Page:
Jawaun Williams always felt a void growing up on the South Side, going to schools with a predominantly black student population.

When he graduated from high school, he was one of the top 15 students in his class and in the honors society.

Still, something was missing.

“I’ve never had the opportunity to be taught by someone who looked like me. I never had any male black teachers,” Williams pointed out.

“I’ve only had one black teacher in my life. It was something I was used to, but as I’ve grown older, I realized that it is pretty weird that black men weren’t in my field.”

Though he wasn’t taught by many black men, Williams saw how influential educators could be in a young person’s life.

“Teachers taught me how to navigate, not only high school, but life. That was one of the reasons why I wanted to become a teacher.” the 19-year-old said.

Williams, a college sophomore, is one of six participants at the University of Illinois at Chicago’s “Call Me MISTER” program that aims to introduce more black and Latino male teachers into the Chicago Public School system.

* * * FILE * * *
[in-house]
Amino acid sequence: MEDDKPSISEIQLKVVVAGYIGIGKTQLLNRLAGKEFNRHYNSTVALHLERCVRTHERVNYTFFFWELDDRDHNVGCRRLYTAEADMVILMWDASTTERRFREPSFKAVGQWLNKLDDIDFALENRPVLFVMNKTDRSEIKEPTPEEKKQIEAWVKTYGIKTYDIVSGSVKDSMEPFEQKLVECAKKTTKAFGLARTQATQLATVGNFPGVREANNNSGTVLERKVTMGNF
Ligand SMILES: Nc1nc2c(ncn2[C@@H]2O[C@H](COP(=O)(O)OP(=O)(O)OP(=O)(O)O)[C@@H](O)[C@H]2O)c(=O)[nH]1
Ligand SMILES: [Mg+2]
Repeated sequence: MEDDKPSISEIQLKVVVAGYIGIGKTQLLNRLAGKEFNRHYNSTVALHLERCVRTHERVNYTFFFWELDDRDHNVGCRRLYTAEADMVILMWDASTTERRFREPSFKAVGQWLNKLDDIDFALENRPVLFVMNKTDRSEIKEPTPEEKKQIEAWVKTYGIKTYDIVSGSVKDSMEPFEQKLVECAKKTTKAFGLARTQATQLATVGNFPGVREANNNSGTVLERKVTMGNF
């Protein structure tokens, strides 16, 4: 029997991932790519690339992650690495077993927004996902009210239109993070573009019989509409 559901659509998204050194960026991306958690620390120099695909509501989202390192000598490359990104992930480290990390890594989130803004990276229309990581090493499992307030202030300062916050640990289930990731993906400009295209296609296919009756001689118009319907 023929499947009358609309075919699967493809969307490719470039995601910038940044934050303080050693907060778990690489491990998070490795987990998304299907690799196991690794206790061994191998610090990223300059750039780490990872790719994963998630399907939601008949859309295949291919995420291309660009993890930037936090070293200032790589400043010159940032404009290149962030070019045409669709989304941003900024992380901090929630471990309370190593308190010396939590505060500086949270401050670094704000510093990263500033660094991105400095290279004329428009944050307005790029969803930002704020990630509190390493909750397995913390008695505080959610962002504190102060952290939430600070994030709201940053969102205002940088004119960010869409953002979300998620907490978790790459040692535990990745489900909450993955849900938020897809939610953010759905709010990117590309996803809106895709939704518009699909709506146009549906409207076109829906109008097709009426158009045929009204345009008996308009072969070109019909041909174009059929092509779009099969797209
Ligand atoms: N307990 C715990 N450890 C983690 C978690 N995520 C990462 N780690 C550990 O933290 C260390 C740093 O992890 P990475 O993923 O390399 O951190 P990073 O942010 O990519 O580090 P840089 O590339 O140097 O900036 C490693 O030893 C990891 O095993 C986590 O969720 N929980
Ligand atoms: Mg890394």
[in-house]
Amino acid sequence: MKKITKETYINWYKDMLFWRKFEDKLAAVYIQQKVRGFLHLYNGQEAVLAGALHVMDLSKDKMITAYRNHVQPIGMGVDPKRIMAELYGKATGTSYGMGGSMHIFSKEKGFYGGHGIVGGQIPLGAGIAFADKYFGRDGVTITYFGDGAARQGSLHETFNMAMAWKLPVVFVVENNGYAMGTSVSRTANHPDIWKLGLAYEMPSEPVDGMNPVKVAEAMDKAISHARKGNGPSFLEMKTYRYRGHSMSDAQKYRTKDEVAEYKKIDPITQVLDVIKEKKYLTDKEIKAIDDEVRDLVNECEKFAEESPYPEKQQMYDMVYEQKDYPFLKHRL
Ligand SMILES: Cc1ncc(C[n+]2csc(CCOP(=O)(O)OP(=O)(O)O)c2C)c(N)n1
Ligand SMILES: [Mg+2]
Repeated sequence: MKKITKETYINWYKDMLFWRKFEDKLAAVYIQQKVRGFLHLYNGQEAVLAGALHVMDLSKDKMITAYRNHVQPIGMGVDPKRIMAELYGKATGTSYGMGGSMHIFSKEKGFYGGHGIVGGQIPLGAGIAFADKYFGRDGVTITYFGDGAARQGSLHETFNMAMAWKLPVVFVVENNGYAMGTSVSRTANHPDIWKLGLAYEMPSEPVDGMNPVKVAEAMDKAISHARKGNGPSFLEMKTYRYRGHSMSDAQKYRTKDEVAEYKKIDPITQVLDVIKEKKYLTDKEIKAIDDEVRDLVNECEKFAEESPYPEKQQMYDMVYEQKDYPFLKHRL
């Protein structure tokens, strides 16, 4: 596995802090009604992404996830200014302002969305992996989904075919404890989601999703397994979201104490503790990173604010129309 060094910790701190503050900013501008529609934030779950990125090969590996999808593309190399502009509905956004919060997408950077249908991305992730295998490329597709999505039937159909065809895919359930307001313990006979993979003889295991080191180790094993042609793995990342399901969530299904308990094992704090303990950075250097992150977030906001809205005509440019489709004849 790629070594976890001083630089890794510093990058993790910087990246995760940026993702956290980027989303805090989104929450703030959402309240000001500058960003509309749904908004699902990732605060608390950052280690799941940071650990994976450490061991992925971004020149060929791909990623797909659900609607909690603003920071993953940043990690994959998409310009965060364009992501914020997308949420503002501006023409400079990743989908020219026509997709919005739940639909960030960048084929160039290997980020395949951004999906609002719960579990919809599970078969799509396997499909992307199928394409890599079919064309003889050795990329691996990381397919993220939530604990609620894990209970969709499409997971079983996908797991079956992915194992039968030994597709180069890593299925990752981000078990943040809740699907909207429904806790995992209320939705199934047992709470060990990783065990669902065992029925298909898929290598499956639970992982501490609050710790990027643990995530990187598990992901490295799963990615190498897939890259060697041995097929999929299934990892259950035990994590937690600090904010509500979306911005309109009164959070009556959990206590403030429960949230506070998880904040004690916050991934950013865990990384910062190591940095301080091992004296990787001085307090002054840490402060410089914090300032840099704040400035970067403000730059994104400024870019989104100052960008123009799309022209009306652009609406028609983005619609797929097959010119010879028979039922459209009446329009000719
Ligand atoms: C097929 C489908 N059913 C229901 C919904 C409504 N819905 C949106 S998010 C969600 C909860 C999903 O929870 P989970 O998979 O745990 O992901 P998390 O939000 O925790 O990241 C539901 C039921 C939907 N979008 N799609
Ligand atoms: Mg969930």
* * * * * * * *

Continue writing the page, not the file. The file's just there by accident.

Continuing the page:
This is the first year UIC is participating in the program, which stands for Mentors Instructing Students Toward Effective Role Models.”

“Call Me MISTER” started at Clemson University in 2000 and is operating in 31 schools. UIC is the first large urban school participating.

At CPS, 84 percent of the student body population are black or Latino, but 42.7 percent of the system’s teachers are black or Latino.

“As soon as I graduate I want to go back to the South Side of Chicago, and teach in the same neighborhood I came out of,” Williams said.

Williams and others in the “Call Me MISTER” program were recruited at schools with a majority black or Latino student population. They will receive full tuition and room and board.

The program can stress to young men and boys that teaching is not a female-only profession, said Alfred Tatum, UIC’s dean of College of Education

In a report produced last year, matching black male students with black teachers can have a positive impact on the student. Black students perform better on standardized tests and face favorable teacher perception. It can also increase the likelihood of low-income students aspiring to attend a four-year college and reduce the probability of them dropping out of high school.

“The research is clear, there are benefits with having teachers who look like you,” Tatum said. “Our boys in the city need to see men of color who embrace teaching as a profession.”

Manny Ramos is a corps member in Report for America, a not-for-profit journalism program that aims to bolster Sun-Times coverage of issues affecting Chicago’s South and West sides.